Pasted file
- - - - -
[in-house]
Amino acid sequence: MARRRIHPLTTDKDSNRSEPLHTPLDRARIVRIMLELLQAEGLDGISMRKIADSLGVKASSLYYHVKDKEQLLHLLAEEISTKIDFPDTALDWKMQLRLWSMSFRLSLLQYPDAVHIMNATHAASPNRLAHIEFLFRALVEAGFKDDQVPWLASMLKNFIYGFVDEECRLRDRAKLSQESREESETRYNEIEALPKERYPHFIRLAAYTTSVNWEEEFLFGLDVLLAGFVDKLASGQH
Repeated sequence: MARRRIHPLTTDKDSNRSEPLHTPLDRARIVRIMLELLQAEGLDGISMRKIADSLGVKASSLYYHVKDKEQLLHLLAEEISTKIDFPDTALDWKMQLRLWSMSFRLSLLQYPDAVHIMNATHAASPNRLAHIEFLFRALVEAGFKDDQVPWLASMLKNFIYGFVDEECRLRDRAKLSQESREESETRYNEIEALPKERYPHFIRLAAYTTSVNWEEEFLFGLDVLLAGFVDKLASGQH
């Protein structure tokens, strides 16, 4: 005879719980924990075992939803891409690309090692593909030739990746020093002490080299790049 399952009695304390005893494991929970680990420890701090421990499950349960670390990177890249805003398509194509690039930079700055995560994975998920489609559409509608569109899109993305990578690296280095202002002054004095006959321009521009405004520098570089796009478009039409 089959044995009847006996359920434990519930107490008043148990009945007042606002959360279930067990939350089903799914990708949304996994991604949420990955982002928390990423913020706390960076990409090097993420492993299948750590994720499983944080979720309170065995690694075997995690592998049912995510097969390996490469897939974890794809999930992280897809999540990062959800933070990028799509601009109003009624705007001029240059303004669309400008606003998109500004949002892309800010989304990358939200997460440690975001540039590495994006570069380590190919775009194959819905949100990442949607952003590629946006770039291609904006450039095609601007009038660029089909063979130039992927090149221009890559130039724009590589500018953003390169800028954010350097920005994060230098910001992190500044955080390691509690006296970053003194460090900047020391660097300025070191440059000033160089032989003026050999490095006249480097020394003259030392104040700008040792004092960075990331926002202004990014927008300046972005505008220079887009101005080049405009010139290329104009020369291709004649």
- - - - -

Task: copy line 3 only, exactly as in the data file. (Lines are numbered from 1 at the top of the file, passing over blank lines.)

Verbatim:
Repeated sequence: MARRRIHPLTTDKDSNRSEPLHTPLDRARIVRIMLELLQAEGLDGISMRKIADSLGVKASSLYYHVKDKEQLLHLLAEEISTKIDFPDTALDWKMQLRLWSMSFRLSLLQYPDAVHIMNATHAASPNRLAHIEFLFRALVEAGFKDDQVPWLASMLKNFIYGFVDEECRLRDRAKLSQESREESETRYNEIEALPKERYPHFIRLAAYTTSVNWEEEFLFGLDVLLAGFVDKLASGQH